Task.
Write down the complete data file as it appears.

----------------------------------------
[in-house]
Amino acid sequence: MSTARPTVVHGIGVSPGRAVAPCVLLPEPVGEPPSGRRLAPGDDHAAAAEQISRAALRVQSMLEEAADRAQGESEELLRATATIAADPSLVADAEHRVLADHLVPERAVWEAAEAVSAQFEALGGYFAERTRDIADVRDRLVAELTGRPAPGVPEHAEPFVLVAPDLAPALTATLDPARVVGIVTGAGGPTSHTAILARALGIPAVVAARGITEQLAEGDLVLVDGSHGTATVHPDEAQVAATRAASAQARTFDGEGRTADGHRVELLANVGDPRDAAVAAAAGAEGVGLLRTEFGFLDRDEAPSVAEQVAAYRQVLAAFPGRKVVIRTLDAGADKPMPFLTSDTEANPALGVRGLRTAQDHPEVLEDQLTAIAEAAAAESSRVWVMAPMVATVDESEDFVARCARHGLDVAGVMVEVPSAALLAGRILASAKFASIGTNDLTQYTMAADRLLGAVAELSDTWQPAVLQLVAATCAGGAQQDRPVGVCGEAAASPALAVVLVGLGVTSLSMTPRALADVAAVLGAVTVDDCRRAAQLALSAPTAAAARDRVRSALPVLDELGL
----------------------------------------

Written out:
[in-house]
Amino acid sequence: MSTARPTVVHGIGVSPGRAVAPCVLLPEPVGEPPSGRRLAPGDDHAAAAEQISRAALRVQSMLEEAADRAQGESEELLRATATIAADPSLVADAEHRVLADHLVPERAVWEAAEAVSAQFEALGGYFAERTRDIADVRDRLVAELTGRPAPGVPEHAEPFVLVAPDLAPALTATLDPARVVGIVTGAGGPTSHTAILARALGIPAVVAARGITEQLAEGDLVLVDGSHGTATVHPDEAQVAATRAASAQARTFDGEGRTADGHRVELLANVGDPRDAAVAAAAGAEGVGLLRTEFGFLDRDEAPSVAEQVAAYRQVLAAFPGRKVVIRTLDAGADKPMPFLTSDTEANPALGVRGLRTAQDHPEVLEDQLTAIAEAAAAESSRVWVMAPMVATVDESEDFVARCARHGLDVAGVMVEVPSAALLAGRILASAKFASIGTNDLTQYTMAADRLLGAVAELSDTWQPAVLQLVAATCAGGAQQDRPVGVCGEAAASPALAVVLVGLGVTSLSMTPRALADVAAVLGAVTVDDCRRAAQLALSAPTAAAARDRVRSALPVLDELGL